Recent news about Deutsche Bank’s share price drops – down 51% so far this year – have raised concern among investors, drawing comparisons to the failure of Lehman Brothers, the U.S. bank whose failure precipitated the global financial crisis of 2008. Some also fear that the problems with Deutsche Bank may reverberate throughout the rest of the European banking sector.
How is MD positioning portfolios in light of concerns over European banks?
The banking sector is one of the many sectors we monitor closely on a qualitative basis. Canadian and U.S. banks have been well positioned and their market performance has reflected this, while German banks – led by Deutsche Bank – have significantly underperformed over the last two years. We are not materially exposed to the European banking sector.
Our international portfolio managers typically avoid investing in European banks, as they don’t believe European banks to be a particularly attractive sector. On the whole, our portfolio managers don’t see any systematic risks related to Deutsche Bank, and believe that the German government would bail out the bank if necessary due to its importance.
MD believes that most market volatility related to Deutsche Bank will be contained within the European markets, and we do not expect a systematic failure of the European banking system. We remain underweight Deutsche Bank and European banks in general; as a result, our portfolio risk related to this issue remains very low.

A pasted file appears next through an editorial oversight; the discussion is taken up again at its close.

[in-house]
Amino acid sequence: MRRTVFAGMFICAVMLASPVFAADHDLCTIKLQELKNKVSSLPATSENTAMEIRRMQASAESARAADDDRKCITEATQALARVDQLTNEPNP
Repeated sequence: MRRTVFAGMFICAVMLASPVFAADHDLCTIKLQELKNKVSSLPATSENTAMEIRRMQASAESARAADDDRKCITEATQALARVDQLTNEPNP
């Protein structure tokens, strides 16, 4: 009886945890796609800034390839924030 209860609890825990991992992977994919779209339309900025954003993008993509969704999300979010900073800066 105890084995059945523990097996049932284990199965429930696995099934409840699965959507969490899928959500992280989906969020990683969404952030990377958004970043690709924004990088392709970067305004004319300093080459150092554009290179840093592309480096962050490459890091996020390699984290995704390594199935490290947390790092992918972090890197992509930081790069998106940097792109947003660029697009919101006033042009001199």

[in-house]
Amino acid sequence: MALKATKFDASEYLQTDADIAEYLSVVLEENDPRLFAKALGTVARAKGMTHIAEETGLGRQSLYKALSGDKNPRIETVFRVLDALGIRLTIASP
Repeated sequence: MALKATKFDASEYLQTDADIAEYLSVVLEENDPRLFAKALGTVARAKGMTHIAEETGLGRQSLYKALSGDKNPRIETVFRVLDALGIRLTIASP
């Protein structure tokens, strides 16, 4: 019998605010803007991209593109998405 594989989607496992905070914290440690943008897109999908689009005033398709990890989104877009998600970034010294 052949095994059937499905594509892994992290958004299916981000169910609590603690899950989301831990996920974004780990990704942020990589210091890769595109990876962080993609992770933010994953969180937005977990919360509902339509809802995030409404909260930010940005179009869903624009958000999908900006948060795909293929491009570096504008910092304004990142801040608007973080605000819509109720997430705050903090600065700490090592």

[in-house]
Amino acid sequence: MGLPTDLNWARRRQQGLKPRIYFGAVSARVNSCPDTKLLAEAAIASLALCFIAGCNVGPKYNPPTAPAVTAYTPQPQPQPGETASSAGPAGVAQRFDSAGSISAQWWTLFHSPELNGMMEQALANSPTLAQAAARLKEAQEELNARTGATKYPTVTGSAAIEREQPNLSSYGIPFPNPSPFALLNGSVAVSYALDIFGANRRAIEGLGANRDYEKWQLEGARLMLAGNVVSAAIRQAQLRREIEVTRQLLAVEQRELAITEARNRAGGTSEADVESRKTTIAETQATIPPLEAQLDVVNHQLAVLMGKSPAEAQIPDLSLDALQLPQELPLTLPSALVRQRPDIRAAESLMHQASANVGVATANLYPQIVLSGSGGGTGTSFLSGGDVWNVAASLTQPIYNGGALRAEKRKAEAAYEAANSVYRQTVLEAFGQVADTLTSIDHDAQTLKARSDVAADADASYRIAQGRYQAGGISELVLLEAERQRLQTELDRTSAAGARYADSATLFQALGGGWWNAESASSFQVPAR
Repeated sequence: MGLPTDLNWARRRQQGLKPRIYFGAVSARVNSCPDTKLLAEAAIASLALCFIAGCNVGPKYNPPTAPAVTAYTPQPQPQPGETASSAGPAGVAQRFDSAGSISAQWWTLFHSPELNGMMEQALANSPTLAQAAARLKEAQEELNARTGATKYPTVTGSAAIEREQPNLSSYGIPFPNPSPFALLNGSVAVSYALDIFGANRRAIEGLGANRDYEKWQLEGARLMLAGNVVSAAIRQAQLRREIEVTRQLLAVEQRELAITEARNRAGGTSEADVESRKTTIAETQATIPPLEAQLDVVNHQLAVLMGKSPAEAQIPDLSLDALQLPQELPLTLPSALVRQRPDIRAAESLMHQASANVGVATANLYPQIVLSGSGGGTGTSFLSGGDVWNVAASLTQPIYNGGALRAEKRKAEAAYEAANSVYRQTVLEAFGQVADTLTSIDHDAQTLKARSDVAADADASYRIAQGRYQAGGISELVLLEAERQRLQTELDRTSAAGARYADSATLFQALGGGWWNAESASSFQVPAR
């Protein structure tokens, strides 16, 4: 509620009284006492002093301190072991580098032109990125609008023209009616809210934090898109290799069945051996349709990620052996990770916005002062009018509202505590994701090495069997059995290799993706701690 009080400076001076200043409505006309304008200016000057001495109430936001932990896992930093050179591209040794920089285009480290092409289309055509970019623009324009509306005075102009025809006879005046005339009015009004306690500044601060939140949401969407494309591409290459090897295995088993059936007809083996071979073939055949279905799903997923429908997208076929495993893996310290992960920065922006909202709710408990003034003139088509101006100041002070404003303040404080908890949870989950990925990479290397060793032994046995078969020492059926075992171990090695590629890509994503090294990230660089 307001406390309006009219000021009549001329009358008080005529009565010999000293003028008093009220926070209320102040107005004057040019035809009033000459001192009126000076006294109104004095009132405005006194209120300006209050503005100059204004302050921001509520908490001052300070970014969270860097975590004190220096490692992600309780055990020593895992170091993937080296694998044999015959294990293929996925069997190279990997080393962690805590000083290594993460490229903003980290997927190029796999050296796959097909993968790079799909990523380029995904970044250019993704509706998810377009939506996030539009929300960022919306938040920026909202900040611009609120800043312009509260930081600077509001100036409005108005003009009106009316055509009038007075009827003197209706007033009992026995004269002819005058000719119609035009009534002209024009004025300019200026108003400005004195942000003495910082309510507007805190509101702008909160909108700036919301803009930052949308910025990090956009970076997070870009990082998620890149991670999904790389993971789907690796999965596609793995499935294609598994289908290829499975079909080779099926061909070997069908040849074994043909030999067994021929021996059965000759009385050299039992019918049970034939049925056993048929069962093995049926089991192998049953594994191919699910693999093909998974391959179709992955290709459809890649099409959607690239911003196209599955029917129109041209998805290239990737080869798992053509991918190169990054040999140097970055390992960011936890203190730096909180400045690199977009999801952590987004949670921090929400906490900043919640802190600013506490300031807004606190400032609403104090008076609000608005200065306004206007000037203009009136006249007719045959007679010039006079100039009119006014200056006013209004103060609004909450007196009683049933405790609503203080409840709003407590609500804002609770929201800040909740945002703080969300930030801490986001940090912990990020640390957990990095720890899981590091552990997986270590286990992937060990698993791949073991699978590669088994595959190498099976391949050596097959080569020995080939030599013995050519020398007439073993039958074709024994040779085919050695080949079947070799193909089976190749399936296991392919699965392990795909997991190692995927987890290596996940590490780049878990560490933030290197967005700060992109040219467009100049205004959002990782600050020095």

What is causing the turmoil?
Deutsche Bank shares have been volatile in recent weeks over mounting concerns around the size of a looming $14 US billion payment to the U.S. Department of Justice (DOJ).The DOJ demanded the payment to settle an investigation into the selling of faulty mortgage-backed securities prior to the 2008 financial crash. This has caused concern among investors and financial markets, over whether the bank’s finances can manage a payment of this magnitude. The German government has said that they will not bail out the bank, further adding to investor fear. Deutsche Bank has been selling assets, has warned of cost cuts, and most recently announced a 1,000 job cut – adding to the 3,000 job losses announced in June.
2008 all over again … or is it?
In 2008, a lack of confidence in Lehman's finances caused clients — known as "counterparties" — to ask for their money back. A cash-starved Lehman couldn't meet these demands, leading to its eventual bankruptcy filing. Conventional wisdom, in Deutsche’s case however, would suggest that even though the bank could end up short on capital, it's in no danger of failing, for several reasons:
- The bank has significant cash reserves on hand, and major assets it could sell, in order to pay off any liabilities
- Deutsche Bank is also significantly larger than Lehman was, with more clients and a more diversified business
Global regulators are now better equipped to deal with a financial crisis. After the 2008 crisis, central banks across the globe – including the European Central Bank – set in place a number of reforms to prevent another financial crisis. Many also think that it’s likely Deutsche Bank will be able to negotiate the DOJ payment to a more manageable amount.
MD continues to monitor the situation
At this time, MD believes any solvency concerns in regards to Germany’s largest bank, and comparisons to the 2008 financial crisis, appear to be exaggerated. We will continue to monitor this situation. If you have questions about how you or your financial plan may be impacted, we encourage you to contact your MD Advisor for more information.